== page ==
The logic of choosing life

A sophomore from Duke called me this week and asked if she could interview me for a mock newspaper article she was writing for a public policy class.  I’d met with her a few times this summer as part of a program for students interning at various Seattle non-profits.

Now back at school, her professor had asked the class to pick someone interesting to interview.   She said our conversations about creativity, education and systems change had really struck a chord, and she had more questions.

“Why the arts?” she asked.  She said at most universities the push is for everyone to graduate with ‘bankable’ degrees in economics, technology, the sciences.   She cited a Forbesarticle suggesting the logic of less liberal arts and more “practical” curricula given economic realities.  She knew I’d navigated the same system of education she was in now, but somehow broke out of the matrix and pursued a less conventional path related to the arts, creativity, and culture.

Why the arts indeed.  Fresh out of college, the arts barely registered for me.  Twenty-five years and much life experience later, I’ll concede to more wisdom.

On the phone that day, I said that when we apply ourselves to the more amorphous disciplines of art, literature or philosophy, we breed a stronger tolerance for ambiguity, essential for living and leading well, now and always.

We also develop a fluency in self-reflection, since to interpret or create anything worthwhile in these realms demands a self-honesty not required in the world of clear-cut answers and right and wrong.

Taken further, I believe tolerance for ambiguity and self-honesty are the linchpins to transforming our broken systems of education, government, justice and economics to better reflect the humanity they were designed to serve.  They are simply not working for too many of us.

Big claim eh?  How’d I make such a leap? Experience, primarily, anchored in a heavy dose of common sense.

As a newly-minted political science major from Duke, I thrived on clear-cut answers, on certainty.  Armed with the rules of the game and a logically trained mind, I acquired positions, resources, external validation.  And then, a malignant tumor in my left breast.   Absolutely nothing I’d learned in 16 years of schooling had prepared me for cancer at thirty. Knowing the rules of the game and having a logical mind was entirely irrelevant.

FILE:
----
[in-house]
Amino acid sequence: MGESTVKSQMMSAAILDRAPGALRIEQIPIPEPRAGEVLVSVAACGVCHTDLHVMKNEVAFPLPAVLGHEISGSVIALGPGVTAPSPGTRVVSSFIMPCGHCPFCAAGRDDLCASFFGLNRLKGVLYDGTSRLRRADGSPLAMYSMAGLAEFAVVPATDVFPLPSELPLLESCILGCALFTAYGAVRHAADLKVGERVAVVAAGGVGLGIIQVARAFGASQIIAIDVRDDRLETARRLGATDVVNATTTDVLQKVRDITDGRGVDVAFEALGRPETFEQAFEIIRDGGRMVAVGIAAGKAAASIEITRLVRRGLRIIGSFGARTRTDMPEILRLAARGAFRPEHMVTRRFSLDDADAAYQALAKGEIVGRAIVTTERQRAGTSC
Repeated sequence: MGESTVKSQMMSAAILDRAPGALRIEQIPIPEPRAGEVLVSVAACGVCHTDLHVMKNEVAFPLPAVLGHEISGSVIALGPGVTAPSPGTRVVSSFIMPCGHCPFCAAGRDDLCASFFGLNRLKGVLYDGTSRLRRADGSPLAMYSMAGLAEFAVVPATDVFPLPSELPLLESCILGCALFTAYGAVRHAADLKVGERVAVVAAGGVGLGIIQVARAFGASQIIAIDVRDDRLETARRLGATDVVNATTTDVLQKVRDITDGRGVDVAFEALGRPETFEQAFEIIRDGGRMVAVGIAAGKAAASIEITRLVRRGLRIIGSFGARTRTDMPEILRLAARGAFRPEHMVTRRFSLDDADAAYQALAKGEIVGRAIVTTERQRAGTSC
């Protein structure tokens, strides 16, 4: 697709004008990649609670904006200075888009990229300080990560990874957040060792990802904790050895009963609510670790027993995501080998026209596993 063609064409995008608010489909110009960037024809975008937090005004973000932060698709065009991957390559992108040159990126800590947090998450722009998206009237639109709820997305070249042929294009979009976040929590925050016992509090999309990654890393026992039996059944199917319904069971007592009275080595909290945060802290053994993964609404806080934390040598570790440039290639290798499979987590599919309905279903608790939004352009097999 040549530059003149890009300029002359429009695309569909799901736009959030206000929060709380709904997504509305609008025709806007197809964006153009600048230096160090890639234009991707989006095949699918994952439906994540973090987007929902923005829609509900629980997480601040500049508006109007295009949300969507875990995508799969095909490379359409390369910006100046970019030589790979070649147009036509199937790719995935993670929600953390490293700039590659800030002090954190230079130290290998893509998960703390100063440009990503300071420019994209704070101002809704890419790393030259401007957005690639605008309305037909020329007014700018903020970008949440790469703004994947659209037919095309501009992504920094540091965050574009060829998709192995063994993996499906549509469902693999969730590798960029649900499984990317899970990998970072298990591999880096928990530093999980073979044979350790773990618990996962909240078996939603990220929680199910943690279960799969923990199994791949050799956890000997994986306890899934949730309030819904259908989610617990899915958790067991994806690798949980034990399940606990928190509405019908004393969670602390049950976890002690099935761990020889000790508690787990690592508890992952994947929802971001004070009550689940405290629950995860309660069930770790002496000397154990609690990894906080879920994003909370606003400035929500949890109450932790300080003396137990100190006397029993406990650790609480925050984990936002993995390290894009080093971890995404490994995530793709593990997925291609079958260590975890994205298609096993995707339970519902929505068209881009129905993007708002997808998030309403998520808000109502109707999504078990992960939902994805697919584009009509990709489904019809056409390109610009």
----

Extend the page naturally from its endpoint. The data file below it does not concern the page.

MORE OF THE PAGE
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As I set out to retrace my steps, I realized I’d gotten lost in a sea of expectations and values not my own.  My adherence to certainty and structure was so rigid I’d lost any balance.  While I appeared successful from the outside, my inner world was a tempest.  So I approached my illness as an invitation to introspection.  And this is how I found my way back to life and health.

Introspection, and the space it requires, made room for me to breath, for depth and new ideas, for creativity and transformation.  I needed fewer rules, more open pasture.  From this space, I imagined and built the foundation for Arts Corps, a thriving, nationally recognized arts education program, whose mission is to foster creative habits of mind that include tolerance for ambiguity and self-refection.

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A decade later, I felt the discomfort that precedes change, and it was a pulse I could not ignore.  Leaving Arts Corps to grow on its own, I took another look under my hood and found more broken valves and corroded parts.  As I became more honest with myself, I saw how many choices I still made out of fear, how many versions of life I was still living not my own.

Slowly but surely, a north star emerged.  Politics called me back, and I brought my experience and understanding of tolerance for ambiguity and self-reflection to the people working within the public sector, facilitating healthier, more cohesive teams.

I had no set methodology, but a clear hypothesis.  If everyone within a group had access to their innate creative agency and power, and understood how to interact more seamlessly with everyone else from that place, then the culture of government could move from one marked by stagnation and disparity to one brimming with innovation.

Four years later, here’s what I observe:  When the human beings inside of institutions are allowed time for self-reflection, and leadership at all levels tolerates the ambiguity that comes with sharing power across hierarchy, there is more life.  There is more vitality and expansion.  More creativity and healthy conflict.  More equity and trust.

Without the capacities to tolerate ambiguity or self-reflect, I observe the opposite.  More denial and repetition.  More disparity and abuse.  More destructive conflict and contraction.

Yes, I’ll say it again.  The systems we’ve created to support life don’t work for too many of us.  We can jigger all we want with the levers and pulleys–the policies, procedures, and organizational charts–but we’ll only be inching our way forward, if at all.  It’s the humans in the room, and our capacity for aliveness and creativity, who can actually transform the systems from the inside out.

Why the arts, she asked me.  Simply put, it’s the most life-affirming strategy we have.

Life.  Nothing else really makes as much sense.

(All Illustrations copyright David Laskey 2012)

Lisa Fitzhugh